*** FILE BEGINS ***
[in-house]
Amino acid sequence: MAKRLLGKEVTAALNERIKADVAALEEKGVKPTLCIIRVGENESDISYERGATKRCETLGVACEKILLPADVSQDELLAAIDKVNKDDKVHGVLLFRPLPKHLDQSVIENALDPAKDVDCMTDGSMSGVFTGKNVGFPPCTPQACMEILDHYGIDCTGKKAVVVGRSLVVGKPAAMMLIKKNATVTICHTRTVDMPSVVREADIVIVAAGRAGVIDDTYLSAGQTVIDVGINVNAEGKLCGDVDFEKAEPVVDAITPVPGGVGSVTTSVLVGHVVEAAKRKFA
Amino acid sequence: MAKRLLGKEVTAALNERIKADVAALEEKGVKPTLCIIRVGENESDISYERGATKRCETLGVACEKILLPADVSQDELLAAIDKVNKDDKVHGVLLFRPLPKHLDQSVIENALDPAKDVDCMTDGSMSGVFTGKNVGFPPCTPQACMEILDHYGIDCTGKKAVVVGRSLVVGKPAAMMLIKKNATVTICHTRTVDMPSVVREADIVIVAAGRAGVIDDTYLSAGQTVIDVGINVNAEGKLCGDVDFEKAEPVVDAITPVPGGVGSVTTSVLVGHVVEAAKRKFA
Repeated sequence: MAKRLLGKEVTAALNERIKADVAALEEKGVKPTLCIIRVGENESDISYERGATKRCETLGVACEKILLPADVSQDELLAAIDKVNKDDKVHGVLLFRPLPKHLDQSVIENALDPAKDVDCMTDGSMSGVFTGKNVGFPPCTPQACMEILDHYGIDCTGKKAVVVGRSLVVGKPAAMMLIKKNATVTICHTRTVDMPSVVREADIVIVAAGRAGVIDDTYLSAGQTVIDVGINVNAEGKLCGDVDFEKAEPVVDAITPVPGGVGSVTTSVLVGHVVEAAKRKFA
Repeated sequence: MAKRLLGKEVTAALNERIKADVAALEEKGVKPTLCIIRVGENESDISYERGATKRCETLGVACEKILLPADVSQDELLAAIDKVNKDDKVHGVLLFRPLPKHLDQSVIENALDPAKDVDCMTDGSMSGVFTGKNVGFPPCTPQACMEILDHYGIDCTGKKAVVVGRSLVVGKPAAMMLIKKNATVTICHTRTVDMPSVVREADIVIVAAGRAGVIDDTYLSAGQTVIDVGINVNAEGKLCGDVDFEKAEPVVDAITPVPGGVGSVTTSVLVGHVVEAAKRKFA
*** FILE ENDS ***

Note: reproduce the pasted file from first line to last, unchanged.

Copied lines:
[in-house]
Amino acid sequence: MAKRLLGKEVTAALNERIKADVAALEEKGVKPTLCIIRVGENESDISYERGATKRCETLGVACEKILLPADVSQDELLAAIDKVNKDDKVHGVLLFRPLPKHLDQSVIENALDPAKDVDCMTDGSMSGVFTGKNVGFPPCTPQACMEILDHYGIDCTGKKAVVVGRSLVVGKPAAMMLIKKNATVTICHTRTVDMPSVVREADIVIVAAGRAGVIDDTYLSAGQTVIDVGINVNAEGKLCGDVDFEKAEPVVDAITPVPGGVGSVTTSVLVGHVVEAAKRKFA
Amino acid sequence: MAKRLLGKEVTAALNERIKADVAALEEKGVKPTLCIIRVGENESDISYERGATKRCETLGVACEKILLPADVSQDELLAAIDKVNKDDKVHGVLLFRPLPKHLDQSVIENALDPAKDVDCMTDGSMSGVFTGKNVGFPPCTPQACMEILDHYGIDCTGKKAVVVGRSLVVGKPAAMMLIKKNATVTICHTRTVDMPSVVREADIVIVAAGRAGVIDDTYLSAGQTVIDVGINVNAEGKLCGDVDFEKAEPVVDAITPVPGGVGSVTTSVLVGHVVEAAKRKFA
Repeated sequence: MAKRLLGKEVTAALNERIKADVAALEEKGVKPTLCIIRVGENESDISYERGATKRCETLGVACEKILLPADVSQDELLAAIDKVNKDDKVHGVLLFRPLPKHLDQSVIENALDPAKDVDCMTDGSMSGVFTGKNVGFPPCTPQACMEILDHYGIDCTGKKAVVVGRSLVVGKPAAMMLIKKNATVTICHTRTVDMPSVVREADIVIVAAGRAGVIDDTYLSAGQTVIDVGINVNAEGKLCGDVDFEKAEPVVDAITPVPGGVGSVTTSVLVGHVVEAAKRKFA
Repeated sequence: MAKRLLGKEVTAALNERIKADVAALEEKGVKPTLCIIRVGENESDISYERGATKRCETLGVACEKILLPADVSQDELLAAIDKVNKDDKVHGVLLFRPLPKHLDQSVIENALDPAKDVDCMTDGSMSGVFTGKNVGFPPCTPQACMEILDHYGIDCTGKKAVVVGRSLVVGKPAAMMLIKKNATVTICHTRTVDMPSVVREADIVIVAAGRAGVIDDTYLSAGQTVIDVGINVNAEGKLCGDVDFEKAEPVVDAITPVPGGVGSVTTSVLVGHVVEAAKRKFA